Annual review 2021 > A decade of manufacturing innovation

A decade of manufacturing innovation

Dick Elsy CBE
Chief Executive, HVM Catapult
(2013-2021)

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My final report as CEO, before my retirement, gives me the chance to reflecton my last eight and a half years, and the decade since the High Value Manufacturing(HVM) Catapult was founded.

I deferred my retirement last year to focus on the emergency challenge to build intensive care ventilators for the NHS, and also to support our industrial clients as they fought with the consequences of lockdowns and the stagnation of trade. The key mantra for the HVM Catapult during this difficult phase was to “keep the torch lit for innovation”. With many companies having to resort to furlough and plant closure, industry focus was very much on the short-term and damage limitation, meaning there was a risk that the many innovation programmes we were working on would fall by the wayside, and that the UK would fall behind. The HVM Catapult’s Centres rose to this challenge going to extraordinary lengths to keep our work moving and projects running.

This outcome is reflected by our performance in the year, with a 5% increase in revenues over the prior year as the HVM Catapult became the largest advanced manufacturing research capability in Europe.

The scale of our operations and revenues, however, are only indicators of activity and appetite for our innovation support. The thing that I am most proud over the last 10 years is the impact we have had, especially regionally. Much is said in government circles about “levelling up”; what we have seen in the HVM Catapult is genuine industrial transformation.

Talking stock of all of this reveals a profound transformation of the UK industrial landscape.

The University of Sheffield AMRC and the Nuclear AMRC have built on the ashes of former industry and transformed the site of the Orgreave colliery and coking works into an international hub of industrial collaboration, bringing the likes of Rolls-Royce, McLaren and Boeing to Rotherham and Sheffield. With AMRC Cymru now open, similar transformation is underway in North Wales.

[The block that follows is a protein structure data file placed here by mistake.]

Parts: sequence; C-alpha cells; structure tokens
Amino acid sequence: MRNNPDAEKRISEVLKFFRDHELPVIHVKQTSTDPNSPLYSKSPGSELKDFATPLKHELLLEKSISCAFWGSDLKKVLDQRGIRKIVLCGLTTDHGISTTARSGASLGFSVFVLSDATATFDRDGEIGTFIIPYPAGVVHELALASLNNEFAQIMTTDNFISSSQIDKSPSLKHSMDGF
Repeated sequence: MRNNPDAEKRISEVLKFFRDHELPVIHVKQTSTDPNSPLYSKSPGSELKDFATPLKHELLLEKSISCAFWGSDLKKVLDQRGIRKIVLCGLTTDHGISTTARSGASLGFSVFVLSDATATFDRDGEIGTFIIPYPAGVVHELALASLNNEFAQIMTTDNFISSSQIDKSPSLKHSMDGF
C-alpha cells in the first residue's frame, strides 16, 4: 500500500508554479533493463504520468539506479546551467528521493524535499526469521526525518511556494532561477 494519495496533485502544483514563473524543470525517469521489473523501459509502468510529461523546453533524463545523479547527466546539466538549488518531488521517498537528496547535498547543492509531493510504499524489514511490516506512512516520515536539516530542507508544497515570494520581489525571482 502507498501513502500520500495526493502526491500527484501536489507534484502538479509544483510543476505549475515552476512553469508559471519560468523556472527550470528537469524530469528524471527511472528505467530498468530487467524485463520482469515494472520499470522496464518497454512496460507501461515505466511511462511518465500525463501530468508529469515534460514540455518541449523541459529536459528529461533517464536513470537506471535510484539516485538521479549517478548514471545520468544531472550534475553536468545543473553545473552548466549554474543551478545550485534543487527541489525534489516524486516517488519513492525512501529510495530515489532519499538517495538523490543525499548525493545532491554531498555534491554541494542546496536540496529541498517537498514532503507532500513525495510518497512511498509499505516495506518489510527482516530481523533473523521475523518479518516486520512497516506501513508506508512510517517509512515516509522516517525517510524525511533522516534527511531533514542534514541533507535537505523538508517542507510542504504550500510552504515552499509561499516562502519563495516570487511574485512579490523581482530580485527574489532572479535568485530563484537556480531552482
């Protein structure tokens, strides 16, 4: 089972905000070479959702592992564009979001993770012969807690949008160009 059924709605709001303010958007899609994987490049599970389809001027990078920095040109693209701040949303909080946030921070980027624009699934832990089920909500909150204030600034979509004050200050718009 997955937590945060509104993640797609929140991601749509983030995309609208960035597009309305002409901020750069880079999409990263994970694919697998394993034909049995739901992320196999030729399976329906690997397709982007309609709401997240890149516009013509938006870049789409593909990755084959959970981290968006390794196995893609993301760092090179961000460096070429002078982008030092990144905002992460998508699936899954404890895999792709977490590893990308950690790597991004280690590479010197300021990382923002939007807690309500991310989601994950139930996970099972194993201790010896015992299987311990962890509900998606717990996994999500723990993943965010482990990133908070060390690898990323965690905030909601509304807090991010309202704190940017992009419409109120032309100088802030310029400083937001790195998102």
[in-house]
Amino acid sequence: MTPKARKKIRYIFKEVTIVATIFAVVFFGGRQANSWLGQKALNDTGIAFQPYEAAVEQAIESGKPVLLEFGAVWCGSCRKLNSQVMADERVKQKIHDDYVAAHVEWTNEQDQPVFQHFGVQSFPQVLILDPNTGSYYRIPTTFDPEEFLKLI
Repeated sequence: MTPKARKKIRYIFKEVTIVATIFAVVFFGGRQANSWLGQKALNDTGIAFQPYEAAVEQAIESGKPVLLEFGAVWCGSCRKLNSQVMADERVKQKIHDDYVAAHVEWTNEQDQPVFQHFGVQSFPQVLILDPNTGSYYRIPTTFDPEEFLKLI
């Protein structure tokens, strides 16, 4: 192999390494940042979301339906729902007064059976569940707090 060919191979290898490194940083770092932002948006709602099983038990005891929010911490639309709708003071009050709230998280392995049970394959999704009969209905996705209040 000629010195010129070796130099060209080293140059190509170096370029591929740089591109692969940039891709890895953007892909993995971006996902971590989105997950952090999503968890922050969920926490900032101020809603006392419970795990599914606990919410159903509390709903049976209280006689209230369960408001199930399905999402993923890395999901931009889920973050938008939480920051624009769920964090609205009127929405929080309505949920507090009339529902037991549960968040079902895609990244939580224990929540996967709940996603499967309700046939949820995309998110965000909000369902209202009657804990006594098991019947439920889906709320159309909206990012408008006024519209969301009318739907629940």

The MTC has moved from a 10-person team in a portacabin to a site of crowded investment, attracting £600m to Ansty Park including Meggitt’s £130m innovation centre.
WMG has continued to grow its global reputation in battery technology, making Coventry a go-to destination for battery investment.
The AFRC has grown from a small Centre focused on forming and forging into a Scottish industrial powerhouse, leading the creation of Scotland’s first major advanced manufacturing park and a £100m investment in the new National Manufacturing Institute Scotland (NMIS).
The NCC has been our anchor in the South West, building the UK’s sovereign capability in aircraft structures and leading digital innovation.
CPI has had a major impact in North East England, advancing the national capability for advanced vaccine development and contributing significantly to healthcare resilience in the UK.

These are illustrations of exactly the sort of innovation-driven transformation that the UK needs to level itself up and face the big societal challenges that lie ahead of us. From climate change to global competitiveness, the answers lie in innovation which will drive an unprecedented demand for new technologies, products and services.

In parting, I know that the HVM Catapult is at the peak of its fitness to tackle these challenges. My eight and a half years have been extraordinary and I feel that they have been well-spent in the service of UK innovation.

The next decade will eclipse that, as the HVM Catapult steps up to play its central role in supporting the innovations which will transform our lives.

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